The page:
The unique region we know today as Charles City County represents a veritable treasure trove of historic findings and discoveries, where the secrets of the ages have been remarkably preserved. The county’s nearly 300 archaeological sites continue to provide important data regarding the development of early man and Native American culture as well as the introduction of Europeans and African-Americans into the New World. The exhausting research and painstaking digs in this region have led experts to the discovery that the peninsula was actually inhabited as long ago as 8,000 B.C. Sites like Weyanoke and Eppes Island have preserved the traces of ancient civilizations from prehistoric and Middle Archaic periods.

Our own nation’s connection with this area began with John Smith’s visit shortly after his arrival in Jamestown. Colonists were soon to follow. Rich in natural resources, this vast acreage of riverfront and woodland offered timber for homes and open space for crops. In fact, many of the region’s residents actually descended from yeoman farmers, indentured servants, slaves, free Blacks, and Native Americans who once fished the rivers and tilled the soil. This intimate connection with the past explains why Charles City County residents are so committed to preserving the area’s historic and environmental legacy.

The remnants of yesterday that are scattered throughout the county reach beyond the Revolutionary era to the Civil War. Among the many sites attached to this tragic hour in American history is the all-but-forgotten Fort Pocahontas, where 1,500 United States African-American troops soundly defeated an attack by 2,500 Confederate troops under the command of Major General Fitzhugh Lee, nephew of General Robert E. Lee.

Newcomers will find a friendly community dedicated to maintaining a fine balance in every aspect of life. Reverence for the past is balanced against the needs of the present and a vision for the future. The relaxed pace and friendliness of rural living is balanced against growth and progress. The Charles City Social Center — serving as a focal point of community activities and events — was built on county land that hosted fairs and social events for decades. The social center complex combines with area parks to offer a swimming pool, playgrounds, basketball courts, tennis courts, softball fields, soccer/football fields, jogging trails, and biking paths. A local favorite is the Lawrence Lewis, Jr. Park, a waterside park with picnic areas, fishing pier, and trails with observation decks. Even more options for outdoor enjoyment are available at the Chickahominy Wildlife Management Area, providing a full 5,300 acres of property for public hunting, boating, fishing, hiking, and nature study.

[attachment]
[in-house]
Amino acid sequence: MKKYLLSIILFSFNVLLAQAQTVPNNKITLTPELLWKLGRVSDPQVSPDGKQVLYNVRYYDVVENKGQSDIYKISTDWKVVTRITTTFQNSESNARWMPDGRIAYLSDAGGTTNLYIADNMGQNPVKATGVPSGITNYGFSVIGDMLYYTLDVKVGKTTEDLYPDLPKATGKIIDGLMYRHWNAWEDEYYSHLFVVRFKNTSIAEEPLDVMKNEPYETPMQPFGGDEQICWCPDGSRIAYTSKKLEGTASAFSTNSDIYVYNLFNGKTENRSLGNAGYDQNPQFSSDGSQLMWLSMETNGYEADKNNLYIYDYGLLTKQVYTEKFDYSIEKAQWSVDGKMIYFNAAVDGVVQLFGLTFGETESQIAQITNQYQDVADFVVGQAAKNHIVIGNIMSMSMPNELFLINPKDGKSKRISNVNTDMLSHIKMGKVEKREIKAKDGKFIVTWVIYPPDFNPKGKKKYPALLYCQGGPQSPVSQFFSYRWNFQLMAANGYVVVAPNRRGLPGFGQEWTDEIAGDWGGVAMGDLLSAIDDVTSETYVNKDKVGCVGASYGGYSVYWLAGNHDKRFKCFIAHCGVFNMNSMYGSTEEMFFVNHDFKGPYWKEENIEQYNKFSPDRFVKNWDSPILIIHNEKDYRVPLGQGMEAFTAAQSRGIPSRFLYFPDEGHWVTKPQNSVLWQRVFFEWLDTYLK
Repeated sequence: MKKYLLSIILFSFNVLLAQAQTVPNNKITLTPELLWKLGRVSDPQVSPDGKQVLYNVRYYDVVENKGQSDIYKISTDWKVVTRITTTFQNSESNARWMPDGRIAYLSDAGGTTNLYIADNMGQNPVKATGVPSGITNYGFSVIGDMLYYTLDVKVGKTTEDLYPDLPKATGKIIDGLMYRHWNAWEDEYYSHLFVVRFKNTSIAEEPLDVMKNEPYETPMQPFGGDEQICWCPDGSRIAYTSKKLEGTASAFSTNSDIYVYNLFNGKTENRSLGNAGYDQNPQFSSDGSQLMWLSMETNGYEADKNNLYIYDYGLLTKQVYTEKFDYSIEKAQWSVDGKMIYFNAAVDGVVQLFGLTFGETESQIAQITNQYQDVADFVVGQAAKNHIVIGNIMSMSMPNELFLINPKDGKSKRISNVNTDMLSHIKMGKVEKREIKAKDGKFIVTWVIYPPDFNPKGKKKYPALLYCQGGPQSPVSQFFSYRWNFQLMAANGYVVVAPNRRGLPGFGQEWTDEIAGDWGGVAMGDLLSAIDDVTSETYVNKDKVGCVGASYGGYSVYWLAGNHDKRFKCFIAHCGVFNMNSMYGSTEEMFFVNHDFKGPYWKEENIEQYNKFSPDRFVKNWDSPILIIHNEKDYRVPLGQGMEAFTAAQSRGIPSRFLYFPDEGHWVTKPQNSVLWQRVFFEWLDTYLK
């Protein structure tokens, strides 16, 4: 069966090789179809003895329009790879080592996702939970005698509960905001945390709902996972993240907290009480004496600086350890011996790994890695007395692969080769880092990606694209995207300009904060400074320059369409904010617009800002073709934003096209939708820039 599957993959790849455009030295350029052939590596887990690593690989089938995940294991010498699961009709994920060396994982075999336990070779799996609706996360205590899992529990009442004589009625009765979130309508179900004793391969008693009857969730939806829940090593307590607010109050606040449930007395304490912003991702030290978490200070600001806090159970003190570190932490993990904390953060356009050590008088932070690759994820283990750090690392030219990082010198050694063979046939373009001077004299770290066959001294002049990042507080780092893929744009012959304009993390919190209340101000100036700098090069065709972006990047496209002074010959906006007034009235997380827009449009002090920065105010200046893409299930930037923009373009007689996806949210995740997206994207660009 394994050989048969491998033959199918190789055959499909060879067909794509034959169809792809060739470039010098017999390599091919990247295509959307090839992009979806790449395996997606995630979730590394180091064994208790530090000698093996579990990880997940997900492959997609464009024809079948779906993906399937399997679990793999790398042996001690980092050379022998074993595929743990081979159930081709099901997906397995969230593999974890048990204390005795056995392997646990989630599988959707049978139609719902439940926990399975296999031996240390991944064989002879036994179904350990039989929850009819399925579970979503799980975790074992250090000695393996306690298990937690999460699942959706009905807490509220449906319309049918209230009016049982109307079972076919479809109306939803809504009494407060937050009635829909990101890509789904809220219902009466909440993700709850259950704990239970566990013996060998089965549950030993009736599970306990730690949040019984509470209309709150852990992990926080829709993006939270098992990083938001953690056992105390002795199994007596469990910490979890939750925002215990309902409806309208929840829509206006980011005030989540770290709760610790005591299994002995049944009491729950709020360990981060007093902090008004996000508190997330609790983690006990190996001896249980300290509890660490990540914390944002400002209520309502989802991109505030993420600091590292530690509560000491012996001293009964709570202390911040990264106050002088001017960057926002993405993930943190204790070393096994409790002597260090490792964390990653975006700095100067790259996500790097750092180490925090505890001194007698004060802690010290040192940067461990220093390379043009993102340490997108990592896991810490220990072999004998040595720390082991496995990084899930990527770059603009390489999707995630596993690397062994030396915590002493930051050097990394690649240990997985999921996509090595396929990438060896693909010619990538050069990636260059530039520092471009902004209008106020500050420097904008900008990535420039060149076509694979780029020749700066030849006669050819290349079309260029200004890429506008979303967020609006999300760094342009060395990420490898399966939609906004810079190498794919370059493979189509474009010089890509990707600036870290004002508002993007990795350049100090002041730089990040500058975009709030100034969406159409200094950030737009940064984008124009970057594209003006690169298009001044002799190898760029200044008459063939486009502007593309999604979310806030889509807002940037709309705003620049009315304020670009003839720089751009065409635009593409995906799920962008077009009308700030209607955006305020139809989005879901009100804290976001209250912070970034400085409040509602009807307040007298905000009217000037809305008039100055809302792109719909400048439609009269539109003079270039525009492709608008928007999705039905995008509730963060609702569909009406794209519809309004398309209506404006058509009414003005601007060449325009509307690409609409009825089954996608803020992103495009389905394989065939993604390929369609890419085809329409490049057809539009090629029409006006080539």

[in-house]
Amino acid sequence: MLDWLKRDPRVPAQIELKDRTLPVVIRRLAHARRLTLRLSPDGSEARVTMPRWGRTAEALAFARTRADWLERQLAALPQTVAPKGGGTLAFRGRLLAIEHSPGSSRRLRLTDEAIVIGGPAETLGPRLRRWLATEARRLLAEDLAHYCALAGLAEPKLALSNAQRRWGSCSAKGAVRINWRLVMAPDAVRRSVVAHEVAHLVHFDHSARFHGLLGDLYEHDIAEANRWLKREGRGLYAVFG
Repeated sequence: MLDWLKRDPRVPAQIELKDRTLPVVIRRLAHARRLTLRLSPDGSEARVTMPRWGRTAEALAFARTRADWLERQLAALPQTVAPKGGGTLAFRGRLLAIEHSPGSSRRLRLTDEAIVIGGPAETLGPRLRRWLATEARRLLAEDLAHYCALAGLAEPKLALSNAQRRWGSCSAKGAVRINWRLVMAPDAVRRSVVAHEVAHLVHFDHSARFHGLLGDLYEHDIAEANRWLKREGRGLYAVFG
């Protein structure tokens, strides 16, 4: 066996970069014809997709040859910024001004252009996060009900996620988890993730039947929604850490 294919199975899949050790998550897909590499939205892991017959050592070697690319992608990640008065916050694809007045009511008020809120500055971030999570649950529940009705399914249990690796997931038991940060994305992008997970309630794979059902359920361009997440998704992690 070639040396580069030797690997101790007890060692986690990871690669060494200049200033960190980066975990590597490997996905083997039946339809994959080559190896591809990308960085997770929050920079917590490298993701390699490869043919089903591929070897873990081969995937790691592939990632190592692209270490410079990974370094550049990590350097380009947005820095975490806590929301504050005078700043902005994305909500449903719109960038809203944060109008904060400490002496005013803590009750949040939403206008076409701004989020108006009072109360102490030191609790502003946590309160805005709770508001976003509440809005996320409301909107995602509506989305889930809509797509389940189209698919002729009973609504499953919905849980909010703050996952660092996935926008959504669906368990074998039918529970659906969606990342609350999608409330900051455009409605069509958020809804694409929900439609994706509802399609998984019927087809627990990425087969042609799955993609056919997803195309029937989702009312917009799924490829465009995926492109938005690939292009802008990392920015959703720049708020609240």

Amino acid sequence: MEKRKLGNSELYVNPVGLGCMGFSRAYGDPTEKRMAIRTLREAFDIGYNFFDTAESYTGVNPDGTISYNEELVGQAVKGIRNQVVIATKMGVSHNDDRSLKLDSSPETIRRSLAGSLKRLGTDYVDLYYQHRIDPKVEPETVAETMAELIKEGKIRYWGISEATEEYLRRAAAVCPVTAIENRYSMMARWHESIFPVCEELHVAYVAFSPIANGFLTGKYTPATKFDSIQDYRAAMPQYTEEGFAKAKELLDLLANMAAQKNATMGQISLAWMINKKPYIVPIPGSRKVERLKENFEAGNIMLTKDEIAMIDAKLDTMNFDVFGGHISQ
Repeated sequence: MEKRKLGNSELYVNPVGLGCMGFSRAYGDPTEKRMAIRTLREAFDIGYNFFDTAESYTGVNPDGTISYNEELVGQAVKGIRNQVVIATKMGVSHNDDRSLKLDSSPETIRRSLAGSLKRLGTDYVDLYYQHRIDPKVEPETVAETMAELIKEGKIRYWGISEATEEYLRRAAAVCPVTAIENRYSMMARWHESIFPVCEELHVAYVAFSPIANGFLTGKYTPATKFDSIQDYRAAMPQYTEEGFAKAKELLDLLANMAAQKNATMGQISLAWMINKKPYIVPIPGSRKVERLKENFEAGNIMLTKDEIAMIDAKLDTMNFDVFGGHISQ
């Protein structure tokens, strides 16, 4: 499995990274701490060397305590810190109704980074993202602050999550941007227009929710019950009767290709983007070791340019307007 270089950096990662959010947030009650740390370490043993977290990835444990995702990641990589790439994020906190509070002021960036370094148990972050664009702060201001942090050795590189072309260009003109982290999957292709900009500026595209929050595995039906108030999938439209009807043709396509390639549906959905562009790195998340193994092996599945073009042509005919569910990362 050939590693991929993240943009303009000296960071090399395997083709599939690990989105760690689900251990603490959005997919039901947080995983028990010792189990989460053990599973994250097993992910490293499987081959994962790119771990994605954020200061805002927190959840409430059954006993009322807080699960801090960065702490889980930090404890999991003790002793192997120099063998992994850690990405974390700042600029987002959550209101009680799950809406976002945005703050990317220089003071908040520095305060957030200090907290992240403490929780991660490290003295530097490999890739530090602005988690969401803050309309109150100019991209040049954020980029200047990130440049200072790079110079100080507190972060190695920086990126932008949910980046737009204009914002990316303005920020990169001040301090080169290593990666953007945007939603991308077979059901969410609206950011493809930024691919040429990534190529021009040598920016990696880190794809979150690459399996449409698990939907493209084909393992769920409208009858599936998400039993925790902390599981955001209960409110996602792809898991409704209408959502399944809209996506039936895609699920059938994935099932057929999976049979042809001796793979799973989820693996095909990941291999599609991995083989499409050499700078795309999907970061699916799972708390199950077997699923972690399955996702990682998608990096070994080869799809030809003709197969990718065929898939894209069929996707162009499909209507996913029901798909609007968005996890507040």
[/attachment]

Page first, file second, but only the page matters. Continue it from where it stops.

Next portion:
Homes in Charles City County range from vintage older models in long-established residential neighborhoods to fine estates surrounded by ancient trees and greenery. If your dream home is not on the market when you arrive, the county offers abundant options for expansive lots and new custom homes. Wherever you choose to settle, you will enjoy a dimension of tranquility that seems all but lost in today’s fast-paced world. Few locales in the nation can offer the quality of life you’ll discover in this serene retreat, where the chirp of birds and crickets replace the din of city traffic.

In spite of its rural flavor and charm, the county is just 30 miles from Richmond, 15 miles from Hopewell and the Tri-City area, and 25 miles from Williamsburg. When you consider the area’s good schools, country atmosphere, and unspoiled beauty, it is little wonder that Charles City County planners are preparing for the inevitable growth and expansion that will continue for decades.